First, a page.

Additionally, I have to concur with Gatos, the new ending is awesome. In fact as small a thing as it is, it ‘makes’ the edit because it is in keeping with the tone of the entire film. If I were to make a one-cut edit of the original, this would be it.
Because this is not an improvement on the original I cannot score this higher than I’d score the theatrical film, so I can only give this a 9/10, but I highly recommend it for any fan of the original, it’s an enjoyable and interesting alternate view on the same story, which is really what fanediting is all about.
Original review: June 30th 2012
Great alternative take on this already great film. By removing our knowledge of who the mole is at the top of the film, Neg gives the early scenes added tension and interest. I would probably argue it is somewhat unavoidable to ‘guess’ who the mole is, but there is some wiggle room given the quality of the supporting cast involved. Technically, this edit is excellent. Well done Neglify on completing your Noir Crime movie trilogy.
It had been a long time (years) since I had last watched my copy of The Departed, and I decided to take advantage of this oppotunity to experience Neglify's alternate take. The energetic pace, charisma, and focus of this version really engaged me -- had to use the restroom halfway through but decided to hold it in my own home.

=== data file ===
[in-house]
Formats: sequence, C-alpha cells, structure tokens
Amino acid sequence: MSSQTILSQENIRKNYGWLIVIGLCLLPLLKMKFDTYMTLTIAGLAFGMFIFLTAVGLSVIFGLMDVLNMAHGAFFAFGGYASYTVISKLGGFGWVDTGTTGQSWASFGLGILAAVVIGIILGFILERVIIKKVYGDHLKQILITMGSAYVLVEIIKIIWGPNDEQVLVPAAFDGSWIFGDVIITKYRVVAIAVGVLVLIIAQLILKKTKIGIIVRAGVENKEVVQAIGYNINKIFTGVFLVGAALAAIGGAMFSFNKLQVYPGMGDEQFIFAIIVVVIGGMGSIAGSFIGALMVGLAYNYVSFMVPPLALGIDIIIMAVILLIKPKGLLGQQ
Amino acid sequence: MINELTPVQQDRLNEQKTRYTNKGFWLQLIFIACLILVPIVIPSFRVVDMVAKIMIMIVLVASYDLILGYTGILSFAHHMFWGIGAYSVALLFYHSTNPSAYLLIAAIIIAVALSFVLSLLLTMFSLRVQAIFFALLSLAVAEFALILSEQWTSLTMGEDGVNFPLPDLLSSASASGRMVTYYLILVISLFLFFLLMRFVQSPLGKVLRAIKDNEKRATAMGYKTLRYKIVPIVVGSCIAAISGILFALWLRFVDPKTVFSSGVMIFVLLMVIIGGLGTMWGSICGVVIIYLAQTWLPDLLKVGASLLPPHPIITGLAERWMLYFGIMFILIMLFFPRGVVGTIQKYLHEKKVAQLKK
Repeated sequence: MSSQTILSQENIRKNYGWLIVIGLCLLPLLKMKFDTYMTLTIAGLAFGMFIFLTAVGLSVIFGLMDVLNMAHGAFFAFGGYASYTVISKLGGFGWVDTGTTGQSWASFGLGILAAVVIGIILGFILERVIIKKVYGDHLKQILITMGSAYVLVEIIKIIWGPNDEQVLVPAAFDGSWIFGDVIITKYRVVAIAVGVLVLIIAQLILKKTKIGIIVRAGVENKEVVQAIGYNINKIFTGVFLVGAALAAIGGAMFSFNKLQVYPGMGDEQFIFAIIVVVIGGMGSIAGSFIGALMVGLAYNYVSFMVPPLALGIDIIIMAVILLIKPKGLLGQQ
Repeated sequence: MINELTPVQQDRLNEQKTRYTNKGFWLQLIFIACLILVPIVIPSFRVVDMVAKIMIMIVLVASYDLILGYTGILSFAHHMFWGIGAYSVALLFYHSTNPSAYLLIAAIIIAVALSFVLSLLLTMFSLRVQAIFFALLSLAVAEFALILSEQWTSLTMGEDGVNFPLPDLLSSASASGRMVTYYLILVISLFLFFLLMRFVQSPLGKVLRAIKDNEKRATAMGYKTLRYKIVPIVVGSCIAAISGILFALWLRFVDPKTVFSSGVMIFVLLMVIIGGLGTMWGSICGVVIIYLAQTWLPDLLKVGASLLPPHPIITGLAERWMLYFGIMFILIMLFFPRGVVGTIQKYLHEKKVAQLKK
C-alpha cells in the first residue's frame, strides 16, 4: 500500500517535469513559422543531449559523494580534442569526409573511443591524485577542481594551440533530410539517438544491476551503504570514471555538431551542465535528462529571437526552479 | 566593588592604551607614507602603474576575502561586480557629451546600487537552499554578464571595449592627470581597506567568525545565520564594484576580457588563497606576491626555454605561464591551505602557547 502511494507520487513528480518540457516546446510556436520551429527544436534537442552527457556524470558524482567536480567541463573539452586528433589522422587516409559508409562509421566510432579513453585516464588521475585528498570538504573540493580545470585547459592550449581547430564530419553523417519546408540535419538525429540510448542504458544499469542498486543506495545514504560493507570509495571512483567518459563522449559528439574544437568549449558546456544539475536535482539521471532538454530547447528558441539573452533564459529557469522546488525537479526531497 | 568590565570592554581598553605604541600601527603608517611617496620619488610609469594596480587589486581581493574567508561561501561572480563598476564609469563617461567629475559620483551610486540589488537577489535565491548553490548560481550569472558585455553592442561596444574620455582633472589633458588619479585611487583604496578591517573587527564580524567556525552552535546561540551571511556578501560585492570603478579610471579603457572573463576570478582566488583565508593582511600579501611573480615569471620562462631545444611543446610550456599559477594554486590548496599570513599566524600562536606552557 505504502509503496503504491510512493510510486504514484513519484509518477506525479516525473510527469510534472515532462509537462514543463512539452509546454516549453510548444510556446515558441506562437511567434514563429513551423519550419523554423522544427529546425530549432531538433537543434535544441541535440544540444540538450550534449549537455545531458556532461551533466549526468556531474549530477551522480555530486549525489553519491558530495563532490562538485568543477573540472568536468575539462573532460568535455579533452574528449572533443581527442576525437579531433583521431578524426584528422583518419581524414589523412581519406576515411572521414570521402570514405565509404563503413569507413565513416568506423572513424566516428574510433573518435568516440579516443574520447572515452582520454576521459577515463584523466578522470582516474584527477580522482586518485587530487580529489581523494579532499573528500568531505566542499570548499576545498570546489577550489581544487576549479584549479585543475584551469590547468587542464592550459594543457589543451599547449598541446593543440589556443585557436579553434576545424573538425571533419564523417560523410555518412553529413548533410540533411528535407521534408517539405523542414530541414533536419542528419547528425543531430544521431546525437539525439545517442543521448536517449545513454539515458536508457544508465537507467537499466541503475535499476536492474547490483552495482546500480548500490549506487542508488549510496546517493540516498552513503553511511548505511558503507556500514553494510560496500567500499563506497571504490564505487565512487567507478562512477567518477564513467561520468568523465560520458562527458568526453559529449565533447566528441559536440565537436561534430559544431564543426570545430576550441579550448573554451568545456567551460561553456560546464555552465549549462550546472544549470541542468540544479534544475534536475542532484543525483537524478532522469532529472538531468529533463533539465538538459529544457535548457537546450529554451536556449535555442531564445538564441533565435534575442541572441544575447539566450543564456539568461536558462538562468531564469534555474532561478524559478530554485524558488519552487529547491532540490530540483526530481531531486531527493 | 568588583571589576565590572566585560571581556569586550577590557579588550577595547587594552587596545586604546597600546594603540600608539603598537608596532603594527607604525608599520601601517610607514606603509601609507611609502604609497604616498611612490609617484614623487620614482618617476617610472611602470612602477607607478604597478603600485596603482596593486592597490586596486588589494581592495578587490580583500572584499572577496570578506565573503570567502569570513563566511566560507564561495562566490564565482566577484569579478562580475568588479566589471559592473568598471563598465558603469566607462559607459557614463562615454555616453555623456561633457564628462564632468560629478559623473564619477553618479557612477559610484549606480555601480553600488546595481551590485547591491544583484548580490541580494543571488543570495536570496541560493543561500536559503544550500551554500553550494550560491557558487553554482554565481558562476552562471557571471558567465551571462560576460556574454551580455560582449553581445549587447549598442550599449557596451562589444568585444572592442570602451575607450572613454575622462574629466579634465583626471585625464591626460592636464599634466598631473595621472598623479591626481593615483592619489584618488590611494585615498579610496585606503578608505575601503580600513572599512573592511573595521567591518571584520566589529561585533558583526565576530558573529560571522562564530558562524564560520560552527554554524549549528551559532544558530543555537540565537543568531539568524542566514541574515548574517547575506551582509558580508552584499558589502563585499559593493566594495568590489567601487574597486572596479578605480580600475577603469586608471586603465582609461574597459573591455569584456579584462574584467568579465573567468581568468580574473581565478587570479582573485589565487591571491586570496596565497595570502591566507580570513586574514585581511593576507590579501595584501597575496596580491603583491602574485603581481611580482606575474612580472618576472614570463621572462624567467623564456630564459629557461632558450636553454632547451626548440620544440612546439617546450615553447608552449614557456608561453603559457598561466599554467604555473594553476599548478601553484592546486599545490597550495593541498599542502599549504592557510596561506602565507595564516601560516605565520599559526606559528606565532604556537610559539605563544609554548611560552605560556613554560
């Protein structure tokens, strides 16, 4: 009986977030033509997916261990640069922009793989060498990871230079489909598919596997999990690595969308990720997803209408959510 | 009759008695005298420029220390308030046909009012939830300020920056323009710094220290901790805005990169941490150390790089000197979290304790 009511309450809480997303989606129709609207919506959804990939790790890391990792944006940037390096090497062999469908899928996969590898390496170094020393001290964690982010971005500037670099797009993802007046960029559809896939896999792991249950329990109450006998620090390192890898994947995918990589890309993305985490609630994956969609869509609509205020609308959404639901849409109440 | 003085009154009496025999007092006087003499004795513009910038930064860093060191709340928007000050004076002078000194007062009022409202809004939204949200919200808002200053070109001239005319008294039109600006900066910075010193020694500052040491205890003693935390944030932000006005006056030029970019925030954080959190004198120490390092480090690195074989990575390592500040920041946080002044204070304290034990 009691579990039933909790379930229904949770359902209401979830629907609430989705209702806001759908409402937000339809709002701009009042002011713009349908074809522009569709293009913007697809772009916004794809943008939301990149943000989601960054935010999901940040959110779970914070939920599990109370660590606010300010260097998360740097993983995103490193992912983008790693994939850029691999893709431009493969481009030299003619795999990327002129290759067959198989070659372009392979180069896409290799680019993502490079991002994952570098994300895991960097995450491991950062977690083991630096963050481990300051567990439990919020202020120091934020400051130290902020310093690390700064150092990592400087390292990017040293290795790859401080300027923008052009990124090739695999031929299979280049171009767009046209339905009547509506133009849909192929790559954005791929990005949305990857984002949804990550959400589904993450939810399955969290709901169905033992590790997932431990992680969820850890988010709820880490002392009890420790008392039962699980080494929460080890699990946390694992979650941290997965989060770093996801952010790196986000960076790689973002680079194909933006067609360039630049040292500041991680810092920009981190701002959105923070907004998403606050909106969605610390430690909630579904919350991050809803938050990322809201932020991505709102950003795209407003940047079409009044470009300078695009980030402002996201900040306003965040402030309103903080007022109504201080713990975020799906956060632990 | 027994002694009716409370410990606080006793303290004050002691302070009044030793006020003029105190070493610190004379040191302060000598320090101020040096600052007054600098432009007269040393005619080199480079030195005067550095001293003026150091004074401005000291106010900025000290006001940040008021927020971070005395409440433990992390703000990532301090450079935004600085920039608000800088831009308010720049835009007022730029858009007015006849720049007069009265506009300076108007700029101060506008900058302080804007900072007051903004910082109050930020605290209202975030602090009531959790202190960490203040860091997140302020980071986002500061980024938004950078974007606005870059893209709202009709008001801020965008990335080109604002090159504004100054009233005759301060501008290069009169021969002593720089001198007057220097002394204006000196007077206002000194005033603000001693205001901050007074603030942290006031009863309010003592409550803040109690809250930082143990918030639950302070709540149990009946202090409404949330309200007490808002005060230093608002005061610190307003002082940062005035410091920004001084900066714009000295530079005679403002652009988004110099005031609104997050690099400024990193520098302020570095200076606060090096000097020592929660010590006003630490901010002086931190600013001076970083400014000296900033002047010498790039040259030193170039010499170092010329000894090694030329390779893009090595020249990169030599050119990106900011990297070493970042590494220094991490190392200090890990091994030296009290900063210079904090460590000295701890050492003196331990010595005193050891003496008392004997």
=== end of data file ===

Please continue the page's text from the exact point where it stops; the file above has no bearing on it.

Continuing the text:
First of all, by making who the mole is a reveal, this edit untangles what was a convoluted setup in the original. But that may prove to be a bad thing for certain fans of the original cut, as that convoluted nature was part of its premise and appeal. In excising this, Recut by Neglify changes the film from a tense cat and mouse between two main characters into a thriller centered around one main character, Billy Costigan (Leonardo DiCaprio).
This simplification was executed very well and to fantastic effect. I always felt more connected with the struggle of Costigan, and with Sullivan relegated to a supporting role and no knowledge that a mole even exists for some time, Costigan's story is allowed to resonate on its own. The film was able to focus in on his peril, paranoia, and isolation which are strong enough to carry this film on their own but got lost in the shuffle of the original.
This edit also strengthened Costello. There is now a build-up to his first appearance, and his presence is far more intimidating when only seen from Costigan's point-of-view. Likewise, Sullivan is far easier to like and relate to earlier on in this version. Despite losing the background between Costello and the mole, this edit makes up for it by emphasizing the arc of Costello and Costigan's developing father/son relationship, culminating in a scene between Costello and the mole that gives greater incite into what Costello saw in Costigan.
A lot is lost -- two supporting characters show up at the resolution whose screentime is almost nothing in this cut -- but a lot is gained. I may even slightly prefer Neglify's cut. For those willing to watch a completely different take on this Academy Award Winner, The Departed Recut by Neglify is a solid 9.5/10.